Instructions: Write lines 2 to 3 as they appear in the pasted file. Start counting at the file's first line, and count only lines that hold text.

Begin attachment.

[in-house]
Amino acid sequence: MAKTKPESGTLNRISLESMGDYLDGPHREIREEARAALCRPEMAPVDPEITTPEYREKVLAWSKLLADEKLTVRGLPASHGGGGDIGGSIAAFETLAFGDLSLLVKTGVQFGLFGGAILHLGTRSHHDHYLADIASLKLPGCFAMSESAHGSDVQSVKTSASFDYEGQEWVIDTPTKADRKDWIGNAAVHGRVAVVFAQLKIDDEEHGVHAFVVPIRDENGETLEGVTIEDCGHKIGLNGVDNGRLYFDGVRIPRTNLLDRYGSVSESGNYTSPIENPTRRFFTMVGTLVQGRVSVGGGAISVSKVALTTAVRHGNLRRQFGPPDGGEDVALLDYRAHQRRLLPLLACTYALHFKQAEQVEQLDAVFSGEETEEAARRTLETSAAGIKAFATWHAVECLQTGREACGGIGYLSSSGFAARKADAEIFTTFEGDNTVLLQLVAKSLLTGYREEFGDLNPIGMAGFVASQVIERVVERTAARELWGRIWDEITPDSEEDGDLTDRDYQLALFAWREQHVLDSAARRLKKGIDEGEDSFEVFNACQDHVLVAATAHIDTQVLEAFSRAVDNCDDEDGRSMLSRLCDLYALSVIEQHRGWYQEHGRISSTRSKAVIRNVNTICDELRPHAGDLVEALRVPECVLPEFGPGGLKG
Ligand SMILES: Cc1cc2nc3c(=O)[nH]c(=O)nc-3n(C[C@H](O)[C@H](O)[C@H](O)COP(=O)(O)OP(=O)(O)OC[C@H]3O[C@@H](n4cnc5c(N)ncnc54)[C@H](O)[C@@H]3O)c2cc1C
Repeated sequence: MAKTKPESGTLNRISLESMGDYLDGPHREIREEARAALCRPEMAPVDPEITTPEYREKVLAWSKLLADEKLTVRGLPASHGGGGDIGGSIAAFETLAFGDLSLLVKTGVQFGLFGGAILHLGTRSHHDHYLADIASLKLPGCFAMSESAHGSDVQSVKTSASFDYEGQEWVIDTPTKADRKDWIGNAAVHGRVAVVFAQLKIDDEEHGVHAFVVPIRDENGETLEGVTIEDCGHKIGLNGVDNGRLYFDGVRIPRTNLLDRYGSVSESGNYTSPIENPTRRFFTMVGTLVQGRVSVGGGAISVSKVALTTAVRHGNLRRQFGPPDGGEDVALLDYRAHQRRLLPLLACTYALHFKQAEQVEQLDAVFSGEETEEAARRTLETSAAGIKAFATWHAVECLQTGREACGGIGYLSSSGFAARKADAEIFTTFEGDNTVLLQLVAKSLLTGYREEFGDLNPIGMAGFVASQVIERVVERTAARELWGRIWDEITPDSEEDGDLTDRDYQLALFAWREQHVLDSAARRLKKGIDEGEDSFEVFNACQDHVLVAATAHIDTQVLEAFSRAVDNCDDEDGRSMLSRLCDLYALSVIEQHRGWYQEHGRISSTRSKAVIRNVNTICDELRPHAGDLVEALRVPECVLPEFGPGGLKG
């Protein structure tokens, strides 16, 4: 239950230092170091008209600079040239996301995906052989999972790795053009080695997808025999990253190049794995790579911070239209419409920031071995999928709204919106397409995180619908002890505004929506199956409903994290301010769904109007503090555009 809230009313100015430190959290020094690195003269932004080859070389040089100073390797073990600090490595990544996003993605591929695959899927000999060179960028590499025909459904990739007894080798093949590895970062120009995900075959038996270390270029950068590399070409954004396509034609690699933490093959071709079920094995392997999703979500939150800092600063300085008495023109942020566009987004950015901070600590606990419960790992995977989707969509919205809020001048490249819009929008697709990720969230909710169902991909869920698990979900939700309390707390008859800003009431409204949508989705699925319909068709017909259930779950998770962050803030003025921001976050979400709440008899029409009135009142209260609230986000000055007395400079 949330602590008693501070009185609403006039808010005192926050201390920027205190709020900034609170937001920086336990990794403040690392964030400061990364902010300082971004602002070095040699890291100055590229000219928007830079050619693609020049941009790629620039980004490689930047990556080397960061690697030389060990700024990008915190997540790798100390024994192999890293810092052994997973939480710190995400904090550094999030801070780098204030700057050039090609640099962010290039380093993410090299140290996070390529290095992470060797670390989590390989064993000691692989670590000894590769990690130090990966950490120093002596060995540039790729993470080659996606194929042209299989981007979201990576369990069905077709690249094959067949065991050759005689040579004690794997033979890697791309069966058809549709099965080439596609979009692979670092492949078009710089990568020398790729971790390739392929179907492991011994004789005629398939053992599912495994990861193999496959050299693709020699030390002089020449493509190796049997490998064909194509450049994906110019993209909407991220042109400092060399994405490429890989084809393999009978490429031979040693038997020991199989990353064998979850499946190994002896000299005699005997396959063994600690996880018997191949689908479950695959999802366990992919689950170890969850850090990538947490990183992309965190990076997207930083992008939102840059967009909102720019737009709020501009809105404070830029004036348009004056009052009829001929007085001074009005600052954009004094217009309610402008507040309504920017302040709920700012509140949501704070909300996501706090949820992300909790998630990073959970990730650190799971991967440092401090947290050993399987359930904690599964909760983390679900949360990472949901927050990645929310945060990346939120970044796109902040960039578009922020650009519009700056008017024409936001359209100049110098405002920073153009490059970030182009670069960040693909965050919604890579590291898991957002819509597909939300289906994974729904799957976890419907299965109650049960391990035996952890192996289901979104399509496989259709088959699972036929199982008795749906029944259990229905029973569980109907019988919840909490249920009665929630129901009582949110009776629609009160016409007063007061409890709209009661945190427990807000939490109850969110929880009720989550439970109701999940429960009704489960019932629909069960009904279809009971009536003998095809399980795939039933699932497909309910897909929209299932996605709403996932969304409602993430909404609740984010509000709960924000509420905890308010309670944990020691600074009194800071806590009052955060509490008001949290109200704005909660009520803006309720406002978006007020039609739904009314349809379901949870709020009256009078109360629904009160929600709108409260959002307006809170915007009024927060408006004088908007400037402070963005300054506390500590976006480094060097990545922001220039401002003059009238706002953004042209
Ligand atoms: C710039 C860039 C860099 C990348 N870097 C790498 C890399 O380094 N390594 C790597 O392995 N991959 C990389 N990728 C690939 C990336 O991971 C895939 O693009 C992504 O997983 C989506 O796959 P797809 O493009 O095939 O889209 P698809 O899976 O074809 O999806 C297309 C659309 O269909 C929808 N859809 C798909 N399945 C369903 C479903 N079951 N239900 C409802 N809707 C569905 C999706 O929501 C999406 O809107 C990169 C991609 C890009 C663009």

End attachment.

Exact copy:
Amino acid sequence: MAKTKPESGTLNRISLESMGDYLDGPHREIREEARAALCRPEMAPVDPEITTPEYREKVLAWSKLLADEKLTVRGLPASHGGGGDIGGSIAAFETLAFGDLSLLVKTGVQFGLFGGAILHLGTRSHHDHYLADIASLKLPGCFAMSESAHGSDVQSVKTSASFDYEGQEWVIDTPTKADRKDWIGNAAVHGRVAVVFAQLKIDDEEHGVHAFVVPIRDENGETLEGVTIEDCGHKIGLNGVDNGRLYFDGVRIPRTNLLDRYGSVSESGNYTSPIENPTRRFFTMVGTLVQGRVSVGGGAISVSKVALTTAVRHGNLRRQFGPPDGGEDVALLDYRAHQRRLLPLLACTYALHFKQAEQVEQLDAVFSGEETEEAARRTLETSAAGIKAFATWHAVECLQTGREACGGIGYLSSSGFAARKADAEIFTTFEGDNTVLLQLVAKSLLTGYREEFGDLNPIGMAGFVASQVIERVVERTAARELWGRIWDEITPDSEEDGDLTDRDYQLALFAWREQHVLDSAARRLKKGIDEGEDSFEVFNACQDHVLVAATAHIDTQVLEAFSRAVDNCDDEDGRSMLSRLCDLYALSVIEQHRGWYQEHGRISSTRSKAVIRNVNTICDELRPHAGDLVEALRVPECVLPEFGPGGLKG
Ligand SMILES: Cc1cc2nc3c(=O)[nH]c(=O)nc-3n(C[C@H](O)[C@H](O)[C@H](O)COP(=O)(O)OP(=O)(O)OC[C@H]3O[C@@H](n4cnc5c(N)ncnc54)[C@H](O)[C@@H]3O)c2cc1C